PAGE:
Cataract Rates Continue to Increase, Remains Leading Global Cause of Blindness
Cataract is responsible for 51 percent of world blindness, according to the World Health Organization. In the United States, the current number of those with cataract is estimated to be more than 25.7 million. Projections from Prevent Blindness research estimate that number will increase to 38.5 million by 2032, and to 45.6 million by the year 2050.
Prevent Blindness, the nation's oldest eye health and safety non-profit organization, has declared June as Cataract Awareness Month to educate the public on risk factors, symptoms and treatment options.
Cataract is a clouding of the eye's lens which blocks or changes the passage of light into the eye. Cataracts usually form in both eyes, but not at the same rate. They can develop slowly or quickly, or progress to a certain point, then not get any worse.
Besides aging, other factors may cause cataracts to form. Eye infections, some medicines (such as steroids), injuries or exposure to intense heat or radiation may cause cataracts. Too much exposure to non-visible sunlight (called UV or ultraviolet light) and various diseases, such as diabetes or metabolic disorders, may also contribute to cataracts forming.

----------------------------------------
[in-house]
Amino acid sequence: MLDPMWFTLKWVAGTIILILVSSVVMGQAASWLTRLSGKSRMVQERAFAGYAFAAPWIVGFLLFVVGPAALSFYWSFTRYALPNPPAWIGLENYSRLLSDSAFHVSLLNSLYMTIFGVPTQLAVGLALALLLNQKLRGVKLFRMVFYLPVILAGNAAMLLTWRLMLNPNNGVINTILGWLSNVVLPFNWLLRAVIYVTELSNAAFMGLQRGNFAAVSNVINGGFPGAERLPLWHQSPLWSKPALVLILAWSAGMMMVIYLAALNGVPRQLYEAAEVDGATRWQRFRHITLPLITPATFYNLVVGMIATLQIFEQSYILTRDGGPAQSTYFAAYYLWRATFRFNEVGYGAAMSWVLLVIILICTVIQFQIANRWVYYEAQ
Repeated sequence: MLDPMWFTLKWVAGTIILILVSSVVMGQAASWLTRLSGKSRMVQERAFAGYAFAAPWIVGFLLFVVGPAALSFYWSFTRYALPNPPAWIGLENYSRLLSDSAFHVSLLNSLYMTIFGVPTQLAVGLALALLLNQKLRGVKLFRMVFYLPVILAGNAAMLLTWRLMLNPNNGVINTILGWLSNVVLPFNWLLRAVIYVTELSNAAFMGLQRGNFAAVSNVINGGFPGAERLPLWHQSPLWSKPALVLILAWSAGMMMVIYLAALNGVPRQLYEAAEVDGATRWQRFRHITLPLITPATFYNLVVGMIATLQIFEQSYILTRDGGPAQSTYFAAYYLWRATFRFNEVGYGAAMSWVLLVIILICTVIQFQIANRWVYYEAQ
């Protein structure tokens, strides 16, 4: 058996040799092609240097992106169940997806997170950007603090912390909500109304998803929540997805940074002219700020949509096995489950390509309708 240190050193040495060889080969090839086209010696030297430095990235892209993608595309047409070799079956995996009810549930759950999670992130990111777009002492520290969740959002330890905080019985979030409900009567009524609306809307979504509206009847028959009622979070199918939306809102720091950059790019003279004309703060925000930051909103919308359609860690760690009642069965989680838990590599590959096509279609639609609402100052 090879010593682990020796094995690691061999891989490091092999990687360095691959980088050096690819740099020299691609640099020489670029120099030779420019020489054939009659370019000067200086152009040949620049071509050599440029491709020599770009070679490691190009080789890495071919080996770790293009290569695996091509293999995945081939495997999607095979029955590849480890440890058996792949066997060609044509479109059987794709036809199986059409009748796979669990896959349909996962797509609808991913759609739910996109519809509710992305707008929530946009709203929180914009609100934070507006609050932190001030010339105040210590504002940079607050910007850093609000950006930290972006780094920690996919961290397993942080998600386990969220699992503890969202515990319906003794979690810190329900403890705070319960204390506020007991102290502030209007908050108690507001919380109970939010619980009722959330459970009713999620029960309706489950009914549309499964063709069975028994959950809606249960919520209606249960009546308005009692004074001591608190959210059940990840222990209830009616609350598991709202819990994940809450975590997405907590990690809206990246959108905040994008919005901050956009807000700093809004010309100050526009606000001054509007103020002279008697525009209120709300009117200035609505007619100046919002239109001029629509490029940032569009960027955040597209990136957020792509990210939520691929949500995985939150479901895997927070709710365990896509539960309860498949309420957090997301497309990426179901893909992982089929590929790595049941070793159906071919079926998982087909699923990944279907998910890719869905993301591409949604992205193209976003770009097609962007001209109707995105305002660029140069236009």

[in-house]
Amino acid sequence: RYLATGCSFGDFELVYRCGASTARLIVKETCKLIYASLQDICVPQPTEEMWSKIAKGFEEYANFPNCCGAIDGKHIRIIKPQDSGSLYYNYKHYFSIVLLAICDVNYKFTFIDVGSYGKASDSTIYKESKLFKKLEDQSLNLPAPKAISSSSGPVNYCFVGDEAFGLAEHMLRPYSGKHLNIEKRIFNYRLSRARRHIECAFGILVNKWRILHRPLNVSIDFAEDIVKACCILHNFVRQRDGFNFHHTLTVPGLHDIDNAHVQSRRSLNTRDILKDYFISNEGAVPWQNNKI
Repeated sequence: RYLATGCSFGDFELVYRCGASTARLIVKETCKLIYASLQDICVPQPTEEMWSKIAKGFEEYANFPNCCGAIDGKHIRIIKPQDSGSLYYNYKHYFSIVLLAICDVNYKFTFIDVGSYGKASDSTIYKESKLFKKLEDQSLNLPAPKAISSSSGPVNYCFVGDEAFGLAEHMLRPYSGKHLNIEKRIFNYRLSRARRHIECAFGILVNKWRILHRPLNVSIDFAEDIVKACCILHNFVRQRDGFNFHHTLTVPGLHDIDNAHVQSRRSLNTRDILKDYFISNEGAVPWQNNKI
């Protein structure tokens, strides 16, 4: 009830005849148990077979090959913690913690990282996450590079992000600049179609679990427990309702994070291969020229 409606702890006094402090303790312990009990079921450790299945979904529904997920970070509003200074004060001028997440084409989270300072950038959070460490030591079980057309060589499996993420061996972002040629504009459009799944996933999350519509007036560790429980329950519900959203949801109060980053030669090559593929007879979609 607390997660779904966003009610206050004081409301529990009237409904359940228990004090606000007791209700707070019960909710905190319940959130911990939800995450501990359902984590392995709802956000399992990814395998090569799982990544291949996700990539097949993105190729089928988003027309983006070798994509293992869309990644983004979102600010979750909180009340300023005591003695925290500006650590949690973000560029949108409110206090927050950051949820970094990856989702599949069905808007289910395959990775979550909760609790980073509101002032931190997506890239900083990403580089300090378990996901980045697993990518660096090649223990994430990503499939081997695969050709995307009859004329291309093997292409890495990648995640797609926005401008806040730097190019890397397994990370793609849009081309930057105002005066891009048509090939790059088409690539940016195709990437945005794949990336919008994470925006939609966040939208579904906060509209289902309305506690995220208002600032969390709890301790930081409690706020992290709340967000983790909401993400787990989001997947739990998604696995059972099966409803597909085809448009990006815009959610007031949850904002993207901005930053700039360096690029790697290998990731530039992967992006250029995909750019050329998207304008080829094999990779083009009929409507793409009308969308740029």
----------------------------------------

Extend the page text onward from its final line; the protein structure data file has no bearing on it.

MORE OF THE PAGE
Types of cataract include:
- Age-related – 95 percent of cataracts are age-related, usually after age 40.
- Congenital – These are present at birth, usually caused by infection or inflammation during pregnancy; possibly inherited.
- Traumatic – Lens damage from a hard blow, cut, puncture, intense heat or chemical burn may cause cataracts.
- Secondary – Some medicines, eye disease, eye infection, or diseases such as diabetes cause these cataracts.
- Radiation – Cataracts can develop after exposure to some types of radiation.
According to the American Academy of Ophthalmology, there are approximately 2 million cataract surgeries performed in the United States every year. And, in approximately 90 percent of cases, people who have cataract surgery have improved vision afterward.
Most cataract surgery is covered by Medicare and health insurance. However, it is important the patient talks to his or her eyecare professional and insurance provider to determine what surgery-related expenses are covered and by how much. For example, some types of intraocular lenses (the artificial lens used to replace the natural lens) cost more than others.
"As the U.S. population continues to age, the number of those affected by cataract is also increasing significantly," said Hugh R. Parry, president and CEO of Prevent Blindness. "Fortunately, cataract surgery has an extremely high success rate. Talking with your eyecare professional about what treatment is right for you is essential to protect the gift of sight today and for years to come."